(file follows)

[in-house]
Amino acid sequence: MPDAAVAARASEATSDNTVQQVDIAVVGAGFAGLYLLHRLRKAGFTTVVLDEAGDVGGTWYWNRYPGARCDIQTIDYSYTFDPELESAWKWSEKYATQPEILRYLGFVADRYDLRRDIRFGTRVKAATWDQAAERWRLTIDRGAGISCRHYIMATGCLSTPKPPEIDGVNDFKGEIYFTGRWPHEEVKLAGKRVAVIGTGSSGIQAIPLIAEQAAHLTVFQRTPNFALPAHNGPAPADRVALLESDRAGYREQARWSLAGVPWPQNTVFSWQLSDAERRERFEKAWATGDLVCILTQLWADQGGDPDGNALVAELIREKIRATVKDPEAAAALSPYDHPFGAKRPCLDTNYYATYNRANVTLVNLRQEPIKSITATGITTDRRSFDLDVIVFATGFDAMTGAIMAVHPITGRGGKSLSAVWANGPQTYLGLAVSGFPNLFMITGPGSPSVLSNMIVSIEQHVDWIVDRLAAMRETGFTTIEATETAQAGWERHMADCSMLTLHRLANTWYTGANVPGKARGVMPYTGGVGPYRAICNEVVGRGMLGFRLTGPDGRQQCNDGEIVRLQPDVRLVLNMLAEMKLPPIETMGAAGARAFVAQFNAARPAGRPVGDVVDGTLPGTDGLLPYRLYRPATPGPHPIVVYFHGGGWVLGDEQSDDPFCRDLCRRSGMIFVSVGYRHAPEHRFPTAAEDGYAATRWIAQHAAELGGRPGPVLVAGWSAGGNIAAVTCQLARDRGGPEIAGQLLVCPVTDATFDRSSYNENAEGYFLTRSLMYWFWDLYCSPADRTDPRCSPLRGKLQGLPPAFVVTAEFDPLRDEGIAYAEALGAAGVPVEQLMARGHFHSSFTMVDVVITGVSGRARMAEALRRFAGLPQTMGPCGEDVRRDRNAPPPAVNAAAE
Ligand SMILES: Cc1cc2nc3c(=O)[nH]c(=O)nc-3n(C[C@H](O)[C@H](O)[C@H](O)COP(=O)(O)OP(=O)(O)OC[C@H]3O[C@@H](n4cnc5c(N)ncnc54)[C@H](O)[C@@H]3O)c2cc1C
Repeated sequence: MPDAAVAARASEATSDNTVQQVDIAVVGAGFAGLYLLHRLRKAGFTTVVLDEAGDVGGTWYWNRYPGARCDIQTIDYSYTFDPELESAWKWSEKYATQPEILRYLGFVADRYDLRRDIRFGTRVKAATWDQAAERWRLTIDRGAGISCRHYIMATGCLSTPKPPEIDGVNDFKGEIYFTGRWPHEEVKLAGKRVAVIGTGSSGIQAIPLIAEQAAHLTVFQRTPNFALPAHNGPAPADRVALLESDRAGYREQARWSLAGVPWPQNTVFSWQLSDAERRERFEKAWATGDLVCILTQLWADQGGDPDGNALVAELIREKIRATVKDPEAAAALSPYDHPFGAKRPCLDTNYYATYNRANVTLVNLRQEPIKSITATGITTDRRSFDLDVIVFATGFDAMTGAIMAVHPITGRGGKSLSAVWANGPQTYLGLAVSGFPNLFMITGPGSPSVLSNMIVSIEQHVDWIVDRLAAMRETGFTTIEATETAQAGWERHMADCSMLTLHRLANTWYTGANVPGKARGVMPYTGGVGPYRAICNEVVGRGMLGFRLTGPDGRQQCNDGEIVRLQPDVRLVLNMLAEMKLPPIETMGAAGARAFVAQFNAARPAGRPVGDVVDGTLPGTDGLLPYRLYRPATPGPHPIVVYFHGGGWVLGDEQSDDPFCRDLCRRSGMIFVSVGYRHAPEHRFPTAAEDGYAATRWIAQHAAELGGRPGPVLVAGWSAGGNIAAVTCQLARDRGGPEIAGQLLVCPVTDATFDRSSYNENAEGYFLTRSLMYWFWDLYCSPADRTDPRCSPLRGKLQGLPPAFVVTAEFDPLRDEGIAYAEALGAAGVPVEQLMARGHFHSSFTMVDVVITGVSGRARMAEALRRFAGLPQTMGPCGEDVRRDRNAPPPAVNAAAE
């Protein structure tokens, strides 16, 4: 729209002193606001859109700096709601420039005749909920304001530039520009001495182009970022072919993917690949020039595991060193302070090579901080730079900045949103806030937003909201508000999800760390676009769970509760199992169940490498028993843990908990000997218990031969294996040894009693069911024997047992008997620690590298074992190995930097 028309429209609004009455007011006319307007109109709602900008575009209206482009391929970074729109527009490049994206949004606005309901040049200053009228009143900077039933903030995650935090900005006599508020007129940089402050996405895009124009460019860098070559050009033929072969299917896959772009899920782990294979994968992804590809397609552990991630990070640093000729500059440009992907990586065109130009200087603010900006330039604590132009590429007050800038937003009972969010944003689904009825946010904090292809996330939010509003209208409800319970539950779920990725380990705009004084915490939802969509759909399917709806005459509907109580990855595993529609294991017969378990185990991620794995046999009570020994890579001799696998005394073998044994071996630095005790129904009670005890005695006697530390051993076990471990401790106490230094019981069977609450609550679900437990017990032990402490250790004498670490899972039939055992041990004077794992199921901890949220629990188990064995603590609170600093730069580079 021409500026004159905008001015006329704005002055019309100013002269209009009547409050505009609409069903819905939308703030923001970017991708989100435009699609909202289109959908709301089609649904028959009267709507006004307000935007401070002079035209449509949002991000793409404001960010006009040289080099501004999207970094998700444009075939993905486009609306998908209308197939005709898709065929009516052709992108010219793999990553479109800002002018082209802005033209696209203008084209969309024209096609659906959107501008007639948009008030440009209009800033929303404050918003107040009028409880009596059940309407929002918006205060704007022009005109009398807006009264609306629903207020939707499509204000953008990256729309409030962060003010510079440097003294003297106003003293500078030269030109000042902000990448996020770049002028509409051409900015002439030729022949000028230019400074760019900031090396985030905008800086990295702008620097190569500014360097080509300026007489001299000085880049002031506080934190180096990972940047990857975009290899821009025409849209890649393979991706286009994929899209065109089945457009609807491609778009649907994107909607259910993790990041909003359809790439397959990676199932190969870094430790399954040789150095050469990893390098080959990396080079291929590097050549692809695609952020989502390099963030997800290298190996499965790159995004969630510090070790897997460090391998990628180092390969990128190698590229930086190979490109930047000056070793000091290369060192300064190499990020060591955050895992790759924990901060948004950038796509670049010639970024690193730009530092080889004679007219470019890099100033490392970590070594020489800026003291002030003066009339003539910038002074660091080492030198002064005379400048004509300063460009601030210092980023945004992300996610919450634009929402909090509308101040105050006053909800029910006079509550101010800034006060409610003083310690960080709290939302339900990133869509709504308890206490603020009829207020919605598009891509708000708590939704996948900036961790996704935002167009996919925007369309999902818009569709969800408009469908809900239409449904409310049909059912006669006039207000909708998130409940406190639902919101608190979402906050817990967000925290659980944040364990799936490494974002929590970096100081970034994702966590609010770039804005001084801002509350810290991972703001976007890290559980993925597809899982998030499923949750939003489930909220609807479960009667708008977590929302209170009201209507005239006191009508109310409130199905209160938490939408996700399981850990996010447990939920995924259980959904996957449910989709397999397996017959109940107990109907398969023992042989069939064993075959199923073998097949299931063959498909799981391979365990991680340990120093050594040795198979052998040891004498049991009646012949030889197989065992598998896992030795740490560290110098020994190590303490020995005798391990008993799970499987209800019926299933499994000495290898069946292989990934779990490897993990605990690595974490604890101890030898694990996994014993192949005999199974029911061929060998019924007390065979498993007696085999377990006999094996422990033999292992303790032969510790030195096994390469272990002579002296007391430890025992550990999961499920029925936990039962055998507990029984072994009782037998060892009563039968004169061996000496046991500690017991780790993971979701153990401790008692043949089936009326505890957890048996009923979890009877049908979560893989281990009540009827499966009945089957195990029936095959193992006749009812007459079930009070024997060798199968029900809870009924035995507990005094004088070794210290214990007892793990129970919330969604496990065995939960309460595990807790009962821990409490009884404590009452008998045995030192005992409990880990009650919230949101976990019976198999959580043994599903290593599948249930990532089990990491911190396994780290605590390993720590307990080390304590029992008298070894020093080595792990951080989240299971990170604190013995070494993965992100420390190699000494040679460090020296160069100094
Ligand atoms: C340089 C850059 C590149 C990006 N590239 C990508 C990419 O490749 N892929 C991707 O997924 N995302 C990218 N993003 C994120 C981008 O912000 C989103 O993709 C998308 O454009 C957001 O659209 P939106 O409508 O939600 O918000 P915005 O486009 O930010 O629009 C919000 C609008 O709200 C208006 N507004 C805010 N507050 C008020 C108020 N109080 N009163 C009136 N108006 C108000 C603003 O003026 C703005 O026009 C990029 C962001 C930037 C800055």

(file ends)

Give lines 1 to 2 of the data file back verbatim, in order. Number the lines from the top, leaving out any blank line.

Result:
[in-house]
Amino acid sequence: MPDAAVAARASEATSDNTVQQVDIAVVGAGFAGLYLLHRLRKAGFTTVVLDEAGDVGGTWYWNRYPGARCDIQTIDYSYTFDPELESAWKWSEKYATQPEILRYLGFVADRYDLRRDIRFGTRVKAATWDQAAERWRLTIDRGAGISCRHYIMATGCLSTPKPPEIDGVNDFKGEIYFTGRWPHEEVKLAGKRVAVIGTGSSGIQAIPLIAEQAAHLTVFQRTPNFALPAHNGPAPADRVALLESDRAGYREQARWSLAGVPWPQNTVFSWQLSDAERRERFEKAWATGDLVCILTQLWADQGGDPDGNALVAELIREKIRATVKDPEAAAALSPYDHPFGAKRPCLDTNYYATYNRANVTLVNLRQEPIKSITATGITTDRRSFDLDVIVFATGFDAMTGAIMAVHPITGRGGKSLSAVWANGPQTYLGLAVSGFPNLFMITGPGSPSVLSNMIVSIEQHVDWIVDRLAAMRETGFTTIEATETAQAGWERHMADCSMLTLHRLANTWYTGANVPGKARGVMPYTGGVGPYRAICNEVVGRGMLGFRLTGPDGRQQCNDGEIVRLQPDVRLVLNMLAEMKLPPIETMGAAGARAFVAQFNAARPAGRPVGDVVDGTLPGTDGLLPYRLYRPATPGPHPIVVYFHGGGWVLGDEQSDDPFCRDLCRRSGMIFVSVGYRHAPEHRFPTAAEDGYAATRWIAQHAAELGGRPGPVLVAGWSAGGNIAAVTCQLARDRGGPEIAGQLLVCPVTDATFDRSSYNENAEGYFLTRSLMYWFWDLYCSPADRTDPRCSPLRGKLQGLPPAFVVTAEFDPLRDEGIAYAEALGAAGVPVEQLMARGHFHSSFTMVDVVITGVSGRARMAEALRRFAGLPQTMGPCGEDVRRDRNAPPPAVNAAAE